Japan extended a string of trade deficits in May, official data showed on Wednesday, as the country’s import costs rose on the weak yen, but shipments to the United States and China soared.
The strong export data — up 10.1 percent over last year — comes after earlier figures showed the world’s third-largest economy grew faster than expected in the first quarter, as Japanese Prime Minister Shinzo Abe’s administration works to stoke growth with a plan dubbed “Abenomics”.
- Japan, Canada agree on need for fiscal stimulus to boost economy
- VN-Japan relations witness breakthrough progress
- Japan PM Abe to discuss Okinawa crime with Obama ahead of G7
- Obama's Hiroshima visit looks to future amid charges of selective amnesia
- Japan's Abe: G7 sees need to boost demand, address supply constraints
The yen’s sharp drop since late last year makes Japanese exporters more competitive overseas and inflates the value of their repatriated overseas earnings.
“It is not just the weaker yen increasing the value of exports, the amount of exports is increasing as well,” Junko Nishioka, chief economist at RBS Securities Japan, told Dow Jones Newswires.
“This shows Japanese companies are increasingly in better shape… Their profitability is also rising these days, meaning they are becoming more resilient to potential external shocks,” she added.
However Hideki Matsumura, senior economist at The Japan Research Institute, warned that returning to a trade surplus could be some way off.
“In order for us to see a surplus, we need to see a significant increase in export quantity, as well as a resurgence in overseas economies,” Matsumura said.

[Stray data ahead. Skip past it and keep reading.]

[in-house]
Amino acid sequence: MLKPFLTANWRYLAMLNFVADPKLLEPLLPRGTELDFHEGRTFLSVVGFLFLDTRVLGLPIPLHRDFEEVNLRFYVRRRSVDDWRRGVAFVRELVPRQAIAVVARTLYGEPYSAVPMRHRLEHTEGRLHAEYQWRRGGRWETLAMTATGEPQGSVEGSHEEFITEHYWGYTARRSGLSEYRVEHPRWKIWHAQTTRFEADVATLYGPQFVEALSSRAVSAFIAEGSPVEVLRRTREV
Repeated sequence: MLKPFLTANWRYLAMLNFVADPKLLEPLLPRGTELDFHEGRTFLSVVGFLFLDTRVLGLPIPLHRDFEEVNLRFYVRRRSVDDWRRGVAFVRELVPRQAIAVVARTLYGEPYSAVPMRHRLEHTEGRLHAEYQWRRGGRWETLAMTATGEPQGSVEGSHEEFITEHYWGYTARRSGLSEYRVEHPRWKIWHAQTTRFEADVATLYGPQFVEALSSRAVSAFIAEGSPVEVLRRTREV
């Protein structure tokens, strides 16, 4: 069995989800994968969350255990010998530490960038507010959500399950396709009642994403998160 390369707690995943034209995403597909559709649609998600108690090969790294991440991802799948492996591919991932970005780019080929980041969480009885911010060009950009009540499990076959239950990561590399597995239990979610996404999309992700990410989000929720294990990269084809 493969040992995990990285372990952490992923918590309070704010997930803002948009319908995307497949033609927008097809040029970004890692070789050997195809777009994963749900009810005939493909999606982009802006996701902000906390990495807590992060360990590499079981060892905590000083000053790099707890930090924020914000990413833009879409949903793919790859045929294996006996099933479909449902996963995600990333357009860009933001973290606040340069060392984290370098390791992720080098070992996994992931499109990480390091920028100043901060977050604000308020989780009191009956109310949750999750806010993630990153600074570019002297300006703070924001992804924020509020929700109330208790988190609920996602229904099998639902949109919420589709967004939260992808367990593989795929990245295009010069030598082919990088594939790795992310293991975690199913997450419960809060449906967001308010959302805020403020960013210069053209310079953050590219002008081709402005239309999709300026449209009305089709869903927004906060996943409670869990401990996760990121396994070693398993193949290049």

In April, new leadership at the Bank of Japan — handpicked by Abe — vowed to hit a two-percent inflation target within two years, jack up asset purchases including government bonds, and double the money supply.
The ambitious target, a key part of Abe’s bid to stoke the deflation-plagued economy, is aimed at reversing years of falling prices that have crimped private spending and business investment.
Last week, the BoJ said the economy was “picking up” as it held off ramping up April’s huge stimulus scheme, part of a wider plan that includes big government spending and structural reforms to the lumbering economy.
On Wednesday, finance ministry data showed that Japan’s trade deficit expanded 9.5 percent from a year earlier to 993.9 billion yen ($10.4 billion), the longest running string of monthly deficits in three decades.
But May’s deficit was smaller than expected as the market had forecast a shortfall of around 1.2 trillion yen.
Exports rose 10.1 percent to 5.76 trillion yen, growing for the third straight month on higher shipments to the United States and China.
But exports to recession-hit Europe remained weak, falling 4.9 percent.
Imports meanwhile also climbed 10.0 percent, an increase for the seventh consecutive month, as costs of fuel and other items jumped due to a weaker yen.
Japan’s fuel imports have soared as most of its nuclear reactors remain off-line since the huge earthquake and tsunami in 2011 sparked the world’s worst atomic accident in a generation.